Delphine Ménard wrote:
On 12/15/05, Ray Saintonge <saintonge(a)telus.net>
I think that the "Nature" article was
largely sympathetic. Our best
response would be to review the articles surveyed to make whatever
corrections are needed, or even to make corrections that they failed to
notice as well.
Once this is done it could be brought to the
of the "Nature" staff and a challenge issued to see how long it takes EB
to make its corrections. 8-)
But why, why why go into this competition thing? :(
Touché! I had in mind the ability to correct things quickly, which is
not there in a paper encyclopedia, but you're right, it does seem
competitive in retrospect. My remarks were perhaps insensitive.
I believe Britannica and Wikipedia are pursuing the
same goals, with
different means. Although I find it excellent that we take Britannica
as an example and as a goal, I believe we have much to learn from
them, and they from us. Can't we work hand in hand to achieve that
goal? Competition should be an incentive to get better, for them and
for us, not because we want to be the best, not because of stupid
numbers, but because we are looking to achieve this:
"Le but d'une encyclopédie est de rassembler les connaissances éparses
sur la surface de la terre ; d'en exposer le système général aux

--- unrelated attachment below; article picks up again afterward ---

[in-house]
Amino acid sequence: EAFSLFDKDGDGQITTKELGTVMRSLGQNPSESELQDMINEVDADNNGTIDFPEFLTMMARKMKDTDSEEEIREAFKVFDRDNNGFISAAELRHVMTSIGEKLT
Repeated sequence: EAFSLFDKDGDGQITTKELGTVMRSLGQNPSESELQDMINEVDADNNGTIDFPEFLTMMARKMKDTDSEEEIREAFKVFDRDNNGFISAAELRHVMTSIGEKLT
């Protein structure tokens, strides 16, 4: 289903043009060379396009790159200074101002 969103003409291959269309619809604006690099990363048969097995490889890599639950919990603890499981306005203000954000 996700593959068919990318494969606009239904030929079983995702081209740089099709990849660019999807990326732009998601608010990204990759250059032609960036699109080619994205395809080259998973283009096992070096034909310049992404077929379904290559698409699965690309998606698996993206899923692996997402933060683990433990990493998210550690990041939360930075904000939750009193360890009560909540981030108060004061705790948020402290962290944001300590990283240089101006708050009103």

hommes avec qui nous vivons, et de les transmettre aux hommes qui
viendront après nous"
"the goal of an encyclopaedia is to gather knowledge scattered all
over the Earth's surface; to expose its general system to the men with
whom we live, and to pass it along to those who will come after us "
Tell you what, what I hope is that in 2 years from now, Nature will do
the same study, and find 0 mistake. Neither in Britannica, nor in
Sentiment makes me agree with you, and this noble idea. I wonder if
Britannica can even survive. That's sad for an institution that's been
around for 250 years. They were built on the model of a bulky
multi-volume set of books. Who's going to buy that if one can find so
much more information at no cost? At present Wikipedia is well ahead of
Britannica in quantity, and almost equal in quality. Recent events have
forced us to look at quality, and there is certainly incentive to do
something about it. Where does that leave them when the only asset they
have left is an established name?
If one can depend on Alexa ratings they show that we are at that part of
the pyramid where the air is thin. How we managed to get there has
probably left most of us puzzled. When you're that big it's hard to
roll over in bed without crushing the one beside you. What are the
ethical implications of being where we are? Maybe as a group we need to
address some of these issues in Boston.
Can I start pushing the POV that Wikimania 2007 should be in Africa?